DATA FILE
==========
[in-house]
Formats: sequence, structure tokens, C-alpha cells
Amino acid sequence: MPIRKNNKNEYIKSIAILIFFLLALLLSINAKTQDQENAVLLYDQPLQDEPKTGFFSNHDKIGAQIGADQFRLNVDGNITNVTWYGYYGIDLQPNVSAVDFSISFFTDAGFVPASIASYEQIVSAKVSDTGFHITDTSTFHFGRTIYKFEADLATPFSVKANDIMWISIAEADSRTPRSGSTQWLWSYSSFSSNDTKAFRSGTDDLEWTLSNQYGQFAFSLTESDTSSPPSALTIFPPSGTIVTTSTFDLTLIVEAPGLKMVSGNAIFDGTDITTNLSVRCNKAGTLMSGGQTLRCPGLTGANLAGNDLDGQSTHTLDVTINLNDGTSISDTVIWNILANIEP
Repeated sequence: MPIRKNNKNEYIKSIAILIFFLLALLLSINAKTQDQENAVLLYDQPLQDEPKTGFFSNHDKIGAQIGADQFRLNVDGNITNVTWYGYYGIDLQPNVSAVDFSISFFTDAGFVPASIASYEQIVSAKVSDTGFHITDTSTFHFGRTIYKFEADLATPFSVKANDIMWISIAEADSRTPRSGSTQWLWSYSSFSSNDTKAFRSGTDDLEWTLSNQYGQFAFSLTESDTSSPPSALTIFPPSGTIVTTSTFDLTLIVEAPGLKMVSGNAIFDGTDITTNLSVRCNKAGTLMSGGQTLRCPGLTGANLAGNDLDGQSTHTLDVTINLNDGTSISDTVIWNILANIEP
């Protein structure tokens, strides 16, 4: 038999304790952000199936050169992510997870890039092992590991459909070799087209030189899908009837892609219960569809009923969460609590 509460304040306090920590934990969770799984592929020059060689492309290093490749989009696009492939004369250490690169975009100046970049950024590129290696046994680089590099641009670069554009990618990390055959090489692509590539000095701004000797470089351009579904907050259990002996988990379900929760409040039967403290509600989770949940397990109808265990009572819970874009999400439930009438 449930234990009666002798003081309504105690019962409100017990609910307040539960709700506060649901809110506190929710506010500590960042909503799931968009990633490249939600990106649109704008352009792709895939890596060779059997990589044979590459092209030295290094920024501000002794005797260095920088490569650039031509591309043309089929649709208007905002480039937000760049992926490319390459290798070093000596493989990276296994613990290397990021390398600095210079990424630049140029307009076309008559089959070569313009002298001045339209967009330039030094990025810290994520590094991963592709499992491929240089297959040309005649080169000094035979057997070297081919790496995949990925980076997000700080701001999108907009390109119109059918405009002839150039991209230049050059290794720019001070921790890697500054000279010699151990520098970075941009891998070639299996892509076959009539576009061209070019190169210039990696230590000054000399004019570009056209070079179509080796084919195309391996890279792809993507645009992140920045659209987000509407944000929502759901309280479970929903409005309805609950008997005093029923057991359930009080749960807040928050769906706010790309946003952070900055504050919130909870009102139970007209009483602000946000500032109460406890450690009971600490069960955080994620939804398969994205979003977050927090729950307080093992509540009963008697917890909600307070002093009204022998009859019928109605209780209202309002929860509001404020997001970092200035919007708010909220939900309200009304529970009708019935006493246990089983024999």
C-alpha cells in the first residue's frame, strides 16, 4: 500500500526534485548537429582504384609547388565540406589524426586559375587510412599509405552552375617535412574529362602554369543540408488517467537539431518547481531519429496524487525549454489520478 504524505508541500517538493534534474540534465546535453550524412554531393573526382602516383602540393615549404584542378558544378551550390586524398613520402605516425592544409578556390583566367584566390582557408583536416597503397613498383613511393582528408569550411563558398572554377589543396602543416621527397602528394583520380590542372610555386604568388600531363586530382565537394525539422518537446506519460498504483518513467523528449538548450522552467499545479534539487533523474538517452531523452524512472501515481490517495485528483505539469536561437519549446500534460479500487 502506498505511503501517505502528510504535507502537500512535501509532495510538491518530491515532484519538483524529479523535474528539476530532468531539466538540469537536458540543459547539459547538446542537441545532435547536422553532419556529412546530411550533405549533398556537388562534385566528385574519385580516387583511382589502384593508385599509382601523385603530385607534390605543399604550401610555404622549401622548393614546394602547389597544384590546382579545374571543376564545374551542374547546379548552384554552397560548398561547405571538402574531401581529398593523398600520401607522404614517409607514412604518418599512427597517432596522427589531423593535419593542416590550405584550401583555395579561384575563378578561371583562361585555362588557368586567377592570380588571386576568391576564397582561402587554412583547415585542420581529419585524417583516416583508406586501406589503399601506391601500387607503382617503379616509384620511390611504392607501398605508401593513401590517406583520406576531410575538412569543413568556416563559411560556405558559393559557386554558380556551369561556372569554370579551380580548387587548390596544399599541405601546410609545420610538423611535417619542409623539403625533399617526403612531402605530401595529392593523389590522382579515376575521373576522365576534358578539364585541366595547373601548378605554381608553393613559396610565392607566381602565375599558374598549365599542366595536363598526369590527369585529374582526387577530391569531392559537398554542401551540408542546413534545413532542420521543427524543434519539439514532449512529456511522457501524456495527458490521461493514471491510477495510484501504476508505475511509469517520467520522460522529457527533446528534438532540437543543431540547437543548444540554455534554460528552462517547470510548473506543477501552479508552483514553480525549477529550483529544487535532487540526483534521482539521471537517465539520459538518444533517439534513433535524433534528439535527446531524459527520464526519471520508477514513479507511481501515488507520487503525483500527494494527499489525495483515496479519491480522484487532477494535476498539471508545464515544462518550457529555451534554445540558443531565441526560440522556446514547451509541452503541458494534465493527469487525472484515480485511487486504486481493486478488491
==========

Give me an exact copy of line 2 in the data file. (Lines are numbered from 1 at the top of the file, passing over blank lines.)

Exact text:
Formats: sequence, structure tokens, C-alpha cells